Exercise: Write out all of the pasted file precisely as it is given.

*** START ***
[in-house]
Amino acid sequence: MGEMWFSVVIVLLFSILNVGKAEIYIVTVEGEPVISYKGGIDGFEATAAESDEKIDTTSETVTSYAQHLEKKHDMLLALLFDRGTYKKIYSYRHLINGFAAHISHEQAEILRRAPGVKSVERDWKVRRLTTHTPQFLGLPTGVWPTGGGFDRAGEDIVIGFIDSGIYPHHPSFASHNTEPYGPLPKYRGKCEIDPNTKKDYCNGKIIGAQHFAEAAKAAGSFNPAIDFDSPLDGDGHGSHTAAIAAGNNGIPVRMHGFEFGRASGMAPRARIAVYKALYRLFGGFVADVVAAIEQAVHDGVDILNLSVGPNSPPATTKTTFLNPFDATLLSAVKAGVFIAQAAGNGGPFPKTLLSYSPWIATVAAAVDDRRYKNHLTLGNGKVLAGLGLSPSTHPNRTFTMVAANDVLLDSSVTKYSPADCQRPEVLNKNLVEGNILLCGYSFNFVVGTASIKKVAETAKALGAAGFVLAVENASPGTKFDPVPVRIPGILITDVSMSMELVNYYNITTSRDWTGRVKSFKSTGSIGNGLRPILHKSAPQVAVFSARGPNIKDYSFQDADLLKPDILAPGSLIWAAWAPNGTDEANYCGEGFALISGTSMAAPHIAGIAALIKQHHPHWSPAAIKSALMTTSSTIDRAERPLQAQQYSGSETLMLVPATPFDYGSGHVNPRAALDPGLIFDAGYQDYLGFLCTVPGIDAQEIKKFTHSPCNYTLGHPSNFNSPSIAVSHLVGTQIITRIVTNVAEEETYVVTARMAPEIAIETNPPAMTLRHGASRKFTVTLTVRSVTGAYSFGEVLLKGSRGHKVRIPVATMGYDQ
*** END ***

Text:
[in-house]
Amino acid sequence: MGEMWFSVVIVLLFSILNVGKAEIYIVTVEGEPVISYKGGIDGFEATAAESDEKIDTTSETVTSYAQHLEKKHDMLLALLFDRGTYKKIYSYRHLINGFAAHISHEQAEILRRAPGVKSVERDWKVRRLTTHTPQFLGLPTGVWPTGGGFDRAGEDIVIGFIDSGIYPHHPSFASHNTEPYGPLPKYRGKCEIDPNTKKDYCNGKIIGAQHFAEAAKAAGSFNPAIDFDSPLDGDGHGSHTAAIAAGNNGIPVRMHGFEFGRASGMAPRARIAVYKALYRLFGGFVADVVAAIEQAVHDGVDILNLSVGPNSPPATTKTTFLNPFDATLLSAVKAGVFIAQAAGNGGPFPKTLLSYSPWIATVAAAVDDRRYKNHLTLGNGKVLAGLGLSPSTHPNRTFTMVAANDVLLDSSVTKYSPADCQRPEVLNKNLVEGNILLCGYSFNFVVGTASIKKVAETAKALGAAGFVLAVENASPGTKFDPVPVRIPGILITDVSMSMELVNYYNITTSRDWTGRVKSFKSTGSIGNGLRPILHKSAPQVAVFSARGPNIKDYSFQDADLLKPDILAPGSLIWAAWAPNGTDEANYCGEGFALISGTSMAAPHIAGIAALIKQHHPHWSPAAIKSALMTTSSTIDRAERPLQAQQYSGSETLMLVPATPFDYGSGHVNPRAALDPGLIFDAGYQDYLGFLCTVPGIDAQEIKKFTHSPCNYTLGHPSNFNSPSIAVSHLVGTQIITRIVTNVAEEETYVVTARMAPEIAIETNPPAMTLRHGASRKFTVTLTVRSVTGAYSFGEVLLKGSRGHKVRIPVATMGYDQ